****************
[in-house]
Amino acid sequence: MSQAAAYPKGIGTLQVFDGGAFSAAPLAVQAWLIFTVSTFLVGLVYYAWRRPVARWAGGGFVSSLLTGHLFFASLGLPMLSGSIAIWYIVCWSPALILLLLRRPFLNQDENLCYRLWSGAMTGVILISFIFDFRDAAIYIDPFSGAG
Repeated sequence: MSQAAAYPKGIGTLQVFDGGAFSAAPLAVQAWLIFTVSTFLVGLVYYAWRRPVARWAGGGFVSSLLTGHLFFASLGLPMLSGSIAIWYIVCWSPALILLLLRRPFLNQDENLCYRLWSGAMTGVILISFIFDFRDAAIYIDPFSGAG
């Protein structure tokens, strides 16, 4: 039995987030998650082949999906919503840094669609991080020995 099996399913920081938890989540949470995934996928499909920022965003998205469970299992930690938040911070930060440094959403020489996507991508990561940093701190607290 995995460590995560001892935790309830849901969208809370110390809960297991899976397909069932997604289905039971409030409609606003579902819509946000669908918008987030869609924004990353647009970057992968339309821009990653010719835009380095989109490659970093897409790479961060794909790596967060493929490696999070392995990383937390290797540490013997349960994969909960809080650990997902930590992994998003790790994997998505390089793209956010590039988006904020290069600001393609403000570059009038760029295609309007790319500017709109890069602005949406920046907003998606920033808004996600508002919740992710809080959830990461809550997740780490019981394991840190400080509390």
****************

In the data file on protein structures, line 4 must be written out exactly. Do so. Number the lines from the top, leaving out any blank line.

């Protein structure tokens, strides 16, 4: 039995987030998650082949999906919503840094669609991080020995 099996399913920081938890989540949470995934996928499909920022965003998205469970299992930690938040911070930060440094959403020489996507991508990561940093701190607290 995995460590995560001892935790309830849901969208809370110390809960297991899976397909069932997604289905039971409030409609606003579902819509946000669908918008987030869609924004990353647009970057992968339309821009990653010719835009380095989109490659970093897409790479961060794909790596967060493929490696999070392995990383937390290797540490013997349960994969909960809080650990997902930590992994998003790790994997998505390089793209956010590039988006904020290069600001393609403000570059009038760029295609309007790319500017709109890069602005949406920046907003998606920033808004996600508002919740992710809080959830990461809550997740780490019981394991840190400080509390």